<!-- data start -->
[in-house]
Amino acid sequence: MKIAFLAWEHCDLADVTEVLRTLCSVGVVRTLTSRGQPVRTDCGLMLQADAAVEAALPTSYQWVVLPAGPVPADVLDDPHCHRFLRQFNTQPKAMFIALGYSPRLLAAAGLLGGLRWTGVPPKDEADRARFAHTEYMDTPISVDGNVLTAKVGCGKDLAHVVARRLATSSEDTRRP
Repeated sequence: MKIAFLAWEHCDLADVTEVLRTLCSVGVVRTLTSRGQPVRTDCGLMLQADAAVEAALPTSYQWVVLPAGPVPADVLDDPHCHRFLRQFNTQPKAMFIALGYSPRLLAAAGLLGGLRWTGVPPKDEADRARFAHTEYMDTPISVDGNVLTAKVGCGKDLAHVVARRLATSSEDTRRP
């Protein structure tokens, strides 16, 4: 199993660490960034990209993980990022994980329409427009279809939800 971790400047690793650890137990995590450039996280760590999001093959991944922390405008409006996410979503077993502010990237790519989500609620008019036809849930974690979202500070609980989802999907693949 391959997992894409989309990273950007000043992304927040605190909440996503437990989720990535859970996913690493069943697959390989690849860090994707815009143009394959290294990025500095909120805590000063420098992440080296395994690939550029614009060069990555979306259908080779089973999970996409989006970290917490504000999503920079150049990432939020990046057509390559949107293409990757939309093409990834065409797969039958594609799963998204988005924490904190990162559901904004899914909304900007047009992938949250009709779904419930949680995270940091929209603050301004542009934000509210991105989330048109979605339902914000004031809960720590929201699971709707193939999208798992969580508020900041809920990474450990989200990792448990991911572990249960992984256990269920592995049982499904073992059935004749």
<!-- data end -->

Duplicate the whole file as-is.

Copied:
[in-house]
Amino acid sequence: MKIAFLAWEHCDLADVTEVLRTLCSVGVVRTLTSRGQPVRTDCGLMLQADAAVEAALPTSYQWVVLPAGPVPADVLDDPHCHRFLRQFNTQPKAMFIALGYSPRLLAAAGLLGGLRWTGVPPKDEADRARFAHTEYMDTPISVDGNVLTAKVGCGKDLAHVVARRLATSSEDTRRP
Repeated sequence: MKIAFLAWEHCDLADVTEVLRTLCSVGVVRTLTSRGQPVRTDCGLMLQADAAVEAALPTSYQWVVLPAGPVPADVLDDPHCHRFLRQFNTQPKAMFIALGYSPRLLAAAGLLGGLRWTGVPPKDEADRARFAHTEYMDTPISVDGNVLTAKVGCGKDLAHVVARRLATSSEDTRRP
């Protein structure tokens, strides 16, 4: 199993660490960034990209993980990022994980329409427009279809939800 971790400047690793650890137990995590450039996280760590999001093959991944922390405008409006996410979503077993502010990237790519989500609620008019036809849930974690979202500070609980989802999907693949 391959997992894409989309990273950007000043992304927040605190909440996503437990989720990535859970996913690493069943697959390989690849860090994707815009143009394959290294990025500095909120805590000063420098992440080296395994690939550029614009060069990555979306259908080779089973999970996409989006970290917490504000999503920079150049990432939020990046057509390559949107293409990757939309093409990834065409797969039958594609799963998204988005924490904190990162559901904004899914909304900007047009992938949250009709779904419930949680995270940091929209603050301004542009934000509210991105989330048109979605339902914000004031809960720590929201699971709707193939999208798992969580508020900041809920990474450990989200990792448990991911572990249960992984256990269920592995049982499904073992059935004749």